Strasbourg: Jewish man attacked by mentally ill Muslims

Strasbourg: Jewish man attacked by mentally ill Muslims

The Strasbourg prosecution will start a legal inquiry Sunday for 'aggravated attempted murder', following the attack on a man wearing a kippa Friday, in the heart of the Alsatian capital. The victim (42), was released from a hospital Saturday. His two attackers are still in custody.

As he was exiting a tram on the Homme-de-Fer Friday, around 12:30, the forty year old was stabbed in the neck and was then hit in the face with an iron bar. Only one of the men heard by the court was responsible for the attack, the other played a "purely passive" role, according to Thierry Massa, deputy-prosecutor for Strasbourg. He says that the antisemitic character of the attack has been proven.

During his interrogation, the main alleged perpetrator said he was the "object of a conspiracy of the Jews, all the misfortunes that happened to him in life, he says came from the Jews," said Thierry Massa. Aged 38, based on our information, the man broke from his family due to mental problems. He was supposed to get medical treatment for his problems. He accuses a Jewish doctor for putting him in the hospital. A Muslim, he does not go to the Grand Mosque of Strasbourg. His accomplice, of the same age, is also said to be suffering from a mental disorder.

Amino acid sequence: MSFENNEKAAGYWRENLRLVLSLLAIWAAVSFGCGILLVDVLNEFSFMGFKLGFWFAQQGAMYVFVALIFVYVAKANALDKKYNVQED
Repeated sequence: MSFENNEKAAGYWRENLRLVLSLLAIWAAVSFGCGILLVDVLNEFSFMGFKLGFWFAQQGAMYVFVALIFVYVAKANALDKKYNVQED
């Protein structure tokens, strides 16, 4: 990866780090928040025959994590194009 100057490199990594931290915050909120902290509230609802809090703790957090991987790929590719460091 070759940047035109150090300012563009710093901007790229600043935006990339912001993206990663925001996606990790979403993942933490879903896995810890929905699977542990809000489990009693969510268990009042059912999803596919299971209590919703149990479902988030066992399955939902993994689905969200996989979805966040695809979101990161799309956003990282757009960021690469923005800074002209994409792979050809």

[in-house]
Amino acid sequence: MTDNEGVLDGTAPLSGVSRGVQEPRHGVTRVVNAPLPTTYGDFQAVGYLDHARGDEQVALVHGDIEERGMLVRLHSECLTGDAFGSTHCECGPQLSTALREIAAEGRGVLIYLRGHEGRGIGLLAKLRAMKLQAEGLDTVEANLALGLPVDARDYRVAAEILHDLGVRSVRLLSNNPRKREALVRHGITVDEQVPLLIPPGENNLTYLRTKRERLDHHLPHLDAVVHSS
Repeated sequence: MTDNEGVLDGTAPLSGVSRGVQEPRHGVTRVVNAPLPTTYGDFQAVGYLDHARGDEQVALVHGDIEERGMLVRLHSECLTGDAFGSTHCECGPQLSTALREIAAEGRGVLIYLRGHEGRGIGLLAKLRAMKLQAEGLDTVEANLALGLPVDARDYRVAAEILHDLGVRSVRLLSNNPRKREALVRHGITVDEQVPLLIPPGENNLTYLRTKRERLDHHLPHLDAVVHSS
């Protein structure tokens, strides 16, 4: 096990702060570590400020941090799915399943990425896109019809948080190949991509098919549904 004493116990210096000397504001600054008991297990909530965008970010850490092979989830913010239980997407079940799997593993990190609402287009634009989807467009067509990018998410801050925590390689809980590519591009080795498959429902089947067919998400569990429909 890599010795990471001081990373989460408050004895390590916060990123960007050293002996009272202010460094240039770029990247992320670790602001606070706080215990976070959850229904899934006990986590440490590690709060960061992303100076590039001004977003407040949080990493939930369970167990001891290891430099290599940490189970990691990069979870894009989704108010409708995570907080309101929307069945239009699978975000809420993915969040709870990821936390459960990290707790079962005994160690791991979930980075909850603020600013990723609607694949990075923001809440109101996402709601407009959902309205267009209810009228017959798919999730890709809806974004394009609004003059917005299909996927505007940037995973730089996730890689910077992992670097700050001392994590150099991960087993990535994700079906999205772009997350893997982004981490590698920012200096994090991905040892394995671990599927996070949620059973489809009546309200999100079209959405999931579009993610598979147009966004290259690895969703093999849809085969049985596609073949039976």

The two men were arrested several minutes after the incident. One was stopped by a police bicycle while trying to flee on the Nuée-Bleue street, a road about 600-700 meters away from the place of the attack.

Since Friday, politicians and religious authorities all unanimously condemned this attack. In a letter to the president of CRIF (French Jewish org), Minister of the Interior Brice Hortefeux voice his 'support' and 'solidarity' with the Jews of France. Roland Ries, the mayor of Strasbourg (PS), deplored the 'odious act which shows the persistence of a form of intolerance and antisemitism which should be fought with the utmost firmness."

Calling for a 'Republican start', Abdelaziz Choukri, deputy head of the Grand Mosque of Strasbourg, said the attack caused 'widespread indignation among the Muslim of Strasbourg, who condemn it with the utmost rigor". Saïd Aalla, president of the mosque, said that he hoped this 'gratuitous and barbaric act' will not 'stir up tensions and create misunderstanding between the Jewish and Muslims communities of Alsace, between whom there are genuine cordial relationships."

CRIF (Representative Council of Jewish Institutions in France) called for a silent vigil Monday, 12:30, in front of the Strasbourg synagogue.

Source: 20 Minutes (French)

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